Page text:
Development of students’ academic literacies viewed through a political ethics of care lens

A. Dison

Abstract


This article explores insights which the political ethics of care (Tronto 1993; 2013) offers to academic literacies development of students. Research on ethics of care has been conducted in contexts ranging from micro to macro levels. However there has been no research on academic literacies development using this lens. In this article, data on academic literacy development within a health sciences faculty at a South African university is re-analysed through an ethics of care lens. Curriculum and programme alignment, departmental relationships and ethos and institutional approach to academic literacies development are considered through this lens. While the initial research project focused on student acquisition of dominant academic literacies, this article explores the insights that care ethics can bring to a “transformative” approach to academic literacies (Lillis and Scott 2007) and argues that care ethics can make a contribution to the decolonisation of education.


Keywords


academic literacies; political ethics of care; attentive listening; health sciences education; decolonisation

Full Text:

PDF

References


Ballard, B. and J. Clanchy. Literacy in the University: An ‘Anthropological’ Approach. In Literacy by Degrees, ed. G. Taylor, B.Ballard, V.Beasley, B. Hanne, J. Clanchy and P. Nightingale.1988. Milton Keynes: Society for Research in Higher Education/Open University.

Bath, D., C. Smith, S. Stein, and R. Swann (2004) Beyond mapping and embedding graduate attributes: bringing together quality assurance and action learning to create a validated and living curriculum, Higher Education Research & Development. 23(3). 313-328.

Biggs, J.B. (1999) What the Student Does: teaching for enhanced learning. Higher Education Research & Development. 18:1, 57-75.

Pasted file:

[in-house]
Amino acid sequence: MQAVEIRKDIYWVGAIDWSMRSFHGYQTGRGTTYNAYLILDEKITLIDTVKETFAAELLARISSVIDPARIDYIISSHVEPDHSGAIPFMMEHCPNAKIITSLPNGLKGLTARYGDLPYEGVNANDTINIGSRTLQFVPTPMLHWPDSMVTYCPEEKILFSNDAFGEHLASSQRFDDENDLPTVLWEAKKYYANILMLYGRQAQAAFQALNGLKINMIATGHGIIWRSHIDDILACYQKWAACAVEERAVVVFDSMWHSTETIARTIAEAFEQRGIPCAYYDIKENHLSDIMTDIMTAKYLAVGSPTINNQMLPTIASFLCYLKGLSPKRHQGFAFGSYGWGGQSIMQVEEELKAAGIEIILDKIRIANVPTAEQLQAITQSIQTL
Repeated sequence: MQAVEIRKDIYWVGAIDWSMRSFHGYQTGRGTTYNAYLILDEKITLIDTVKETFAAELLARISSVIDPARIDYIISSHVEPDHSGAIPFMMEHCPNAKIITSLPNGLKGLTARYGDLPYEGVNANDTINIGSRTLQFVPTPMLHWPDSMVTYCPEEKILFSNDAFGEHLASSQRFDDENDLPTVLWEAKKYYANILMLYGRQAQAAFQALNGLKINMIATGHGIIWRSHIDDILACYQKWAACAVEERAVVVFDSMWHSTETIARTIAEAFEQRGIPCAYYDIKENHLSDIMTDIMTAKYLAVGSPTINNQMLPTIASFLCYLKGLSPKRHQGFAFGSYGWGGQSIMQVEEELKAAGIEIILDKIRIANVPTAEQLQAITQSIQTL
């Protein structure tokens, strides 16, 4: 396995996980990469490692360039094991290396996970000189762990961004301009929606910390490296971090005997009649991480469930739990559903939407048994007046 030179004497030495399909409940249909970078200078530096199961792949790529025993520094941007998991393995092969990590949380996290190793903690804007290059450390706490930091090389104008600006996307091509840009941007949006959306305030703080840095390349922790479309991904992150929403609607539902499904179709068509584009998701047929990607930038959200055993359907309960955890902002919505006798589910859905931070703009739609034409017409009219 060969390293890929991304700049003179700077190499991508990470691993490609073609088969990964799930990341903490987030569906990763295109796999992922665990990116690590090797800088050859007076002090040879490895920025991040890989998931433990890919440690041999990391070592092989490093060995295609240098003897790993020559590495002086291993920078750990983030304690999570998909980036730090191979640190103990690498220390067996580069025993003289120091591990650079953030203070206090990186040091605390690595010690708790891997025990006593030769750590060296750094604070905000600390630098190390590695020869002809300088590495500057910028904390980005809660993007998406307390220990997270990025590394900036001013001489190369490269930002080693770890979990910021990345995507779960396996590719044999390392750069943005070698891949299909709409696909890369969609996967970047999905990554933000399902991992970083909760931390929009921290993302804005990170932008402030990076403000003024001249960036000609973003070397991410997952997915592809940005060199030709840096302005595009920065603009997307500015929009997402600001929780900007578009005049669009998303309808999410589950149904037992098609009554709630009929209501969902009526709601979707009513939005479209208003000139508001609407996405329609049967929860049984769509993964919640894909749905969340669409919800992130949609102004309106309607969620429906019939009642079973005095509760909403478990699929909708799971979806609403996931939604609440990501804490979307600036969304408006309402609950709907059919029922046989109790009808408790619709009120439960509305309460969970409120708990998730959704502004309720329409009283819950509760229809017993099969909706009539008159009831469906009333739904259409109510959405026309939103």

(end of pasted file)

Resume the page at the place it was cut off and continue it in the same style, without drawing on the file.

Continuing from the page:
Boughey, C. & S. McKenna. 2017. Analysing an audit cycle: a critical realist account. Studies in Higher Education. 42(6). 963-975.

Barrie, S. 2007. A conceptual framework for the teaching and learning of generic graduate attributes. Studies in Higher Education. 32(4). 439-458.

Bozalek, V. 2013. Equity and graduate attributes. In Universities and human development. A sustainable imaginary for the XXI century, eds. A. Boni and M. Walker, 69-81. London: Taylor and Francis.

Bozalek, V. and A. Dison. 2013. Using the human capabilities approach as a normative framework to evaluate institutional teaching and learning interventions at UWC. SAJHE. 27(2): 383–400.

Bozalek, V., Mitchell, V., Dison, A. and M. Alperstein. 2016. A diffractive reading of dialogical feedback through the political ethics of care. Teaching in Higher Education. 21(7): 825-838.

Bruner, J. 1986. Actual minds, possible worlds. Cambridge, Mass.: Harvard University.

Cazden, C. B. 1994. Vygotsky and ESL literacy teaching. TESOL Quarterly, 28 (1), 172 - 176.

Council for Higher Education. 2016. South African higher education reviewed. Two decades of democracy. Pretoria: CHE.

Dison, L. and J. Moore. 2017. Embedding writing development in the curriculum: the quest for ethically sound educational interventions. Unpublished paper presented at ICED and HELTASA Conference, Cape Town, 23 to 25 November 2017.

D’Andrea, V. M. and D. Gosling. 2005. Improving teaching and learning: A whole institution approach. Maidenhead: SRHE and Open University Press.